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Shocking Wikileaks Video Jokes Prove Internet Memes not all Unicorns and Rick Astley

Yesterday, when Wikileaks released their video showing the military accidentally killing 12 civilians in Iraq, there were two things that were clear: a) People would somehow turn it into a right vs. left debate within minutes, and b) Other people would turn the tragedy into off-color humor shortly thereafter. Sure enough, the Internet didn’t disappoint on either front.

The Wikileaks video is just the latest in a continuing cycle: In the past few years, every single horrible event has been cause for near-instantaneous lampooning on the web. Users take the latest terrible image that’s haunting the national psyche, photoshop something ridiculous in, and post it online for the hundreds of angry comments they so crave.It’s no different than any other kind of trolling. It’s sad people trying to provoke others as a way of getting attention.

However, we can’t ignore this response. Even though most sites just pretend images like the ones above that appeared on 4chan and Reddit don’t exist, there is some actual merit in a few of these posts no matter how offensive they seem. While most are just trying to rile people up, there are messages buried inside a few of these and, while they may seem in poor taste, they are certainly effective.

Shock humor is, of course, not new to satire. Humorists and sociologists still cite the National Lampoon’s “Vietnamese Baby Book” 28 years after Michael O’Donoghue first wrote the article, which featured a fake diary with keepsakes like “baby’s first shrapnel.” In fact, the image manipulation found on 4chan can frequently find a solid lineage with that old humor magazine. There are only a few differences between then and now.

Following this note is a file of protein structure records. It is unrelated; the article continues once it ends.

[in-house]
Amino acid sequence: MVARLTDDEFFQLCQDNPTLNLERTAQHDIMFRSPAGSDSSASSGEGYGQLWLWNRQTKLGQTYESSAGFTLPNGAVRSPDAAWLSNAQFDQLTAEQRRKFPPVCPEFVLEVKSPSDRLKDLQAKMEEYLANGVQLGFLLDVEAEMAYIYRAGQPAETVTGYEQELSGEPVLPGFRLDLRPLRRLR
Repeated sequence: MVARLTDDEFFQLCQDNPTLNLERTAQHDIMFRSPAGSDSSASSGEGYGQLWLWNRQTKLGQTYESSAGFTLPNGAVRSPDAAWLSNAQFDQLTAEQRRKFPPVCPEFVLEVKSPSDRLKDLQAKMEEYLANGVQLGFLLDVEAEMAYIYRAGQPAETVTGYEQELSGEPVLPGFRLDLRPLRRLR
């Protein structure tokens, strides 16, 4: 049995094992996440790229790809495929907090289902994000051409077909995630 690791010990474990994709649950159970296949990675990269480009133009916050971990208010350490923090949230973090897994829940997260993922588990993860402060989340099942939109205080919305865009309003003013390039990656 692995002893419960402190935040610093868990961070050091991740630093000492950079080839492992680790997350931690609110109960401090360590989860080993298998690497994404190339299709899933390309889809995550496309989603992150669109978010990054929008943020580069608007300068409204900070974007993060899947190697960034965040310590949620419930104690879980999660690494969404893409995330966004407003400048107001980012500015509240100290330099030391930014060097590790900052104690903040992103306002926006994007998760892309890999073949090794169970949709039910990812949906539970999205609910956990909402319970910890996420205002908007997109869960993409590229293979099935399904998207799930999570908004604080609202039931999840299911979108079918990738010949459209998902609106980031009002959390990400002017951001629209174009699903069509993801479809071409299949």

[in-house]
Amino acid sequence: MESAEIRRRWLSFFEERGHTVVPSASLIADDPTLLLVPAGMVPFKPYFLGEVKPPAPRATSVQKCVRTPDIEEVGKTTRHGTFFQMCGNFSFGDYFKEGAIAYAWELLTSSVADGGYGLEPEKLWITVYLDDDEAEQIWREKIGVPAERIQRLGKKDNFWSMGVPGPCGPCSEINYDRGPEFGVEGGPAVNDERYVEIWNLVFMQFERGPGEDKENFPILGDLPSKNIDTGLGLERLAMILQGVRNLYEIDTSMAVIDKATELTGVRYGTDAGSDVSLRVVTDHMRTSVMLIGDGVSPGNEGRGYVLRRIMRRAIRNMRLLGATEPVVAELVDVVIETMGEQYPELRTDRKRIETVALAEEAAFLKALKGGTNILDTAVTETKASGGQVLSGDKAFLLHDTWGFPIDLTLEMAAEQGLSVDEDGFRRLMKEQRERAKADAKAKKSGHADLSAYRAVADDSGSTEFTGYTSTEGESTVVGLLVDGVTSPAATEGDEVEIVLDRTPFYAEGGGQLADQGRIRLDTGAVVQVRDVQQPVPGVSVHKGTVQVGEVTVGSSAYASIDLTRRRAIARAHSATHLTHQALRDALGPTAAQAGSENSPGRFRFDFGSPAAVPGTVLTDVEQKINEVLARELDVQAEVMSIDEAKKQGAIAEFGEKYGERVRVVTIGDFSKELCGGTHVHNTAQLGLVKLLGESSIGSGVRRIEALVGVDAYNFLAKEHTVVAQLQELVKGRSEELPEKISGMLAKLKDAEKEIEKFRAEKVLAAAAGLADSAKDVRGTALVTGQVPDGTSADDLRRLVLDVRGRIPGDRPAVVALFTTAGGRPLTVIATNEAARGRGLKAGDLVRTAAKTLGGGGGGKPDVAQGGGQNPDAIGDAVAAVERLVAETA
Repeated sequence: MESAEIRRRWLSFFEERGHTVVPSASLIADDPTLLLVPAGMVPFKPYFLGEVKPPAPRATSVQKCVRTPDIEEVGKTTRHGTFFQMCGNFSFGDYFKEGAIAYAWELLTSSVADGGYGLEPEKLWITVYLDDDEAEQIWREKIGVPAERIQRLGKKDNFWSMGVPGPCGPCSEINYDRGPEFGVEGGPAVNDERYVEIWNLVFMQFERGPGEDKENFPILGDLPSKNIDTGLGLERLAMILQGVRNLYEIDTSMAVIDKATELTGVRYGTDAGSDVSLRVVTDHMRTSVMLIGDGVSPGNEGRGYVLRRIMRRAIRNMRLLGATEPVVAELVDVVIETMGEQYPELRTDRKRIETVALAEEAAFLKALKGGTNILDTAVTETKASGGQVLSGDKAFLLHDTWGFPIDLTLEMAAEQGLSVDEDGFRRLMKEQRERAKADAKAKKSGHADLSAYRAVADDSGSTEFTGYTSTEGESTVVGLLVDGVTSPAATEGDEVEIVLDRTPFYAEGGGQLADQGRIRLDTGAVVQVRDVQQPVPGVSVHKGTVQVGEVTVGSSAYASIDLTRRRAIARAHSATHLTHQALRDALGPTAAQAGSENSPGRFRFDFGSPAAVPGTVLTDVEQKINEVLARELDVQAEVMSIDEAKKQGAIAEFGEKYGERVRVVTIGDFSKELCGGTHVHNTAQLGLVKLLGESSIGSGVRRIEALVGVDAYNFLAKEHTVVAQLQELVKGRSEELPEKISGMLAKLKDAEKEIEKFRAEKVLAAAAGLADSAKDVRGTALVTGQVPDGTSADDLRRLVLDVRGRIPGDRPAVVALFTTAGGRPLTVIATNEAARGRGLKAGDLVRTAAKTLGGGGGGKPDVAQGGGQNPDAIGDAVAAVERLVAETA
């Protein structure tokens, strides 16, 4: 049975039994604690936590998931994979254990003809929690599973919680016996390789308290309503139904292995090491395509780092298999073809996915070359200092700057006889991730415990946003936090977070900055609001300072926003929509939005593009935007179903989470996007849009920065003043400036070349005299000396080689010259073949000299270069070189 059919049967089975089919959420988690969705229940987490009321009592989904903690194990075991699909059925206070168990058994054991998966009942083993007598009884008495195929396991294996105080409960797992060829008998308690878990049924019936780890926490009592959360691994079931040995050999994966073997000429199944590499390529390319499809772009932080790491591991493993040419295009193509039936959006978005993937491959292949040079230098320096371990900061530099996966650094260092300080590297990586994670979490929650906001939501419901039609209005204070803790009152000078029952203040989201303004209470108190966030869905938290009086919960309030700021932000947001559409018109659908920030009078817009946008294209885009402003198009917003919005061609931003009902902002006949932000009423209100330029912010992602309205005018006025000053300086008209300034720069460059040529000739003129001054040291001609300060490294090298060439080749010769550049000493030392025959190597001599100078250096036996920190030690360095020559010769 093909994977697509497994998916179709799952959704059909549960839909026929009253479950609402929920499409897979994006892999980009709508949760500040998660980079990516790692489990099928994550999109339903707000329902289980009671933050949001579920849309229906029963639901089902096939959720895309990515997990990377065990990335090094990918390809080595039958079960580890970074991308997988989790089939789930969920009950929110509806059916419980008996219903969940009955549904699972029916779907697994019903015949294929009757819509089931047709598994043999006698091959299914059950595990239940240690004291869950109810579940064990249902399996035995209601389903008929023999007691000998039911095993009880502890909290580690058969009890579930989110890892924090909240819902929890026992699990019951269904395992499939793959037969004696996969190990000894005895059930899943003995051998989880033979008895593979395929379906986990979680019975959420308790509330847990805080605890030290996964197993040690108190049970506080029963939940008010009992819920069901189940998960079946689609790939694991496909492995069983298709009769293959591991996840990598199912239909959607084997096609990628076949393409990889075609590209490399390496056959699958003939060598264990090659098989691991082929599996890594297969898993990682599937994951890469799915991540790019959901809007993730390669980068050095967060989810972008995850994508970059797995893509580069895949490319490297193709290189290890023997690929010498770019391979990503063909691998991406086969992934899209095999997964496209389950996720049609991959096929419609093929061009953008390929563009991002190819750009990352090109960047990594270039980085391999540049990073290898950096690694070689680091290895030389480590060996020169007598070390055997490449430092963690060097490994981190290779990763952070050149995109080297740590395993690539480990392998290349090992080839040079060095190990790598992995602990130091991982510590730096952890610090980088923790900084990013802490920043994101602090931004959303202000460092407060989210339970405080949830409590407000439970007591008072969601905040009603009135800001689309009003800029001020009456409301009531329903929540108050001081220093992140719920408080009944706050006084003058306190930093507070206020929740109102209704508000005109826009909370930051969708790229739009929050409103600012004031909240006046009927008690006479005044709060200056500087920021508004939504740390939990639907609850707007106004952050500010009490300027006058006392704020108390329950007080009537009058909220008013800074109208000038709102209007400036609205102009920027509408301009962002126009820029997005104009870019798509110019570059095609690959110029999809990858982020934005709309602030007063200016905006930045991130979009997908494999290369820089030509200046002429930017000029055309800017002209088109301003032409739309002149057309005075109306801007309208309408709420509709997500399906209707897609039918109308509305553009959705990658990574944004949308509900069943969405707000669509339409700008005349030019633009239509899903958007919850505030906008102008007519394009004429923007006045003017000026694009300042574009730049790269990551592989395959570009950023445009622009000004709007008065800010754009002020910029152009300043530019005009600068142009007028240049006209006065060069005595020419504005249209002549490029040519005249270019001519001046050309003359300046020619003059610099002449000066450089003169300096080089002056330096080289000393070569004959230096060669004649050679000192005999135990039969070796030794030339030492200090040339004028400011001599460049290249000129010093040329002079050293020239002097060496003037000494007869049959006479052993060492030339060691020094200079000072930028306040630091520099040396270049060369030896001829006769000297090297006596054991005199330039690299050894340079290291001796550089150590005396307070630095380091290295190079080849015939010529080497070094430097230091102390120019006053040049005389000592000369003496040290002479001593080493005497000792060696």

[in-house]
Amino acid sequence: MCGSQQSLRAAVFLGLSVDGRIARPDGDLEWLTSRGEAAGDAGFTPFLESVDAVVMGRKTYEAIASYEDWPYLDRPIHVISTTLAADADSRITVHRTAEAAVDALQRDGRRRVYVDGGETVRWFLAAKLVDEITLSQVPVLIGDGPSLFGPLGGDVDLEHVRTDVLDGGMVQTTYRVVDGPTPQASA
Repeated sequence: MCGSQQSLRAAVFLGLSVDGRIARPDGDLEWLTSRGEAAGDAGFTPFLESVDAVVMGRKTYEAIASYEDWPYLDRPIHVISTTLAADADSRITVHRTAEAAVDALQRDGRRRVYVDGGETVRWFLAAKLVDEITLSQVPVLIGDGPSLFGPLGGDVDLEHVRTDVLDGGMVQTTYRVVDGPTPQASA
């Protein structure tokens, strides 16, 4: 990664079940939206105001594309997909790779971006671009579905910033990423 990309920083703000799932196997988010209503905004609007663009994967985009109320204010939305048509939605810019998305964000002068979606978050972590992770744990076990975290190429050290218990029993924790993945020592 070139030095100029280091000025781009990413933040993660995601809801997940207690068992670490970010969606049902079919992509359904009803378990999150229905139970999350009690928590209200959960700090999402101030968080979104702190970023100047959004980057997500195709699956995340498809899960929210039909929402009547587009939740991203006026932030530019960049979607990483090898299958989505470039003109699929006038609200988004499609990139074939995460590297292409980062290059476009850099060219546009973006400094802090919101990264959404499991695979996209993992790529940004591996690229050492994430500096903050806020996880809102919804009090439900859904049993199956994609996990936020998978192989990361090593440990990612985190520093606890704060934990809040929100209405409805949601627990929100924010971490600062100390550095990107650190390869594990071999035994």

First off,  the Internet now allows people to make jokes about events only hours after they occur (in the case of Wikileaks video, the events depicted may have happened in 2007, but  the release of the video makes the wounds as fresh as if they happened yesterday, especially for some). Secondly, online message boards don’t have an editor-in-chief shooting down ideas that are either too offensive or (even worse) just plain stupid.

So the reader is left to be the editor. If a person is willing to wade through the tragedy-related posts on these sites, they have to put aside their offense and ask themselves: Are these jokes saying anything? In the case of the picture directly above, it’s obvious that it’s in poor taste but there also seems to be an underlying message. By photoshopping the end of a rocket launcher onto a camera, the creator of this image is pointing out how different a reporter’s camera looks from an RPG and is therefore critiquing the actions of the soldiers involved.

You can disagree with that message or not, but anyone would have to agree that the image gets it across quicker than the thousandth rambling post on a political message board.

We all know that there are some pretty terrible, dehumanizing things on the Internet, but some of these threads offer an appealing image of people amidst all the bad jokes and provocations.

There’s something incredibly human about using humor to confront something terrible and these pictures (and all the quips in the thread responses to them) show perfect examples of that. They help people get over tragedy and put it behind us so we can learn from it and move on. Then, hopefully, we can move back to listening to Erasure songs and piloting unicorns.

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